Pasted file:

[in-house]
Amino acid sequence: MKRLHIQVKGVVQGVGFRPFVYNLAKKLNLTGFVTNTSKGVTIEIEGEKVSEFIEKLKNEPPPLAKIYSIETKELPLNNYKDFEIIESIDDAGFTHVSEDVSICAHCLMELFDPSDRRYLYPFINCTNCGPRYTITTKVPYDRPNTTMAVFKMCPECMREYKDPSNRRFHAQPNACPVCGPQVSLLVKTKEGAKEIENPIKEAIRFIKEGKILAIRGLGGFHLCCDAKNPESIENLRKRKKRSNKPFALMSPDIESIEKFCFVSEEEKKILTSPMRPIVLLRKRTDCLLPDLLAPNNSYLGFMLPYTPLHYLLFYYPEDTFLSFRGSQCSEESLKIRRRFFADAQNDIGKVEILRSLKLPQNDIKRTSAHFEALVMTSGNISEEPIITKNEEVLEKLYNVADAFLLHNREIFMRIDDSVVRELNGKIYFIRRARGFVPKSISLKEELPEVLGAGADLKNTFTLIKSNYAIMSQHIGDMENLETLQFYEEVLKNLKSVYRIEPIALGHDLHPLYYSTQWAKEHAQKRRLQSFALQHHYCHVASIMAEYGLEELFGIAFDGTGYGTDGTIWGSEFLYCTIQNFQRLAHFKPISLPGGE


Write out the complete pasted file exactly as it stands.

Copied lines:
[in-house]
Amino acid sequence: MKRLHIQVKGVVQGVGFRPFVYNLAKKLNLTGFVTNTSKGVTIEIEGEKVSEFIEKLKNEPPPLAKIYSIETKELPLNNYKDFEIIESIDDAGFTHVSEDVSICAHCLMELFDPSDRRYLYPFINCTNCGPRYTITTKVPYDRPNTTMAVFKMCPECMREYKDPSNRRFHAQPNACPVCGPQVSLLVKTKEGAKEIENPIKEAIRFIKEGKILAIRGLGGFHLCCDAKNPESIENLRKRKKRSNKPFALMSPDIESIEKFCFVSEEEKKILTSPMRPIVLLRKRTDCLLPDLLAPNNSYLGFMLPYTPLHYLLFYYPEDTFLSFRGSQCSEESLKIRRRFFADAQNDIGKVEILRSLKLPQNDIKRTSAHFEALVMTSGNISEEPIITKNEEVLEKLYNVADAFLLHNREIFMRIDDSVVRELNGKIYFIRRARGFVPKSISLKEELPEVLGAGADLKNTFTLIKSNYAIMSQHIGDMENLETLQFYEEVLKNLKSVYRIEPIALGHDLHPLYYSTQWAKEHAQKRRLQSFALQHHYCHVASIMAEYGLEELFGIAFDGTGYGTDGTIWGSEFLYCTIQNFQRLAHFKPISLPGGE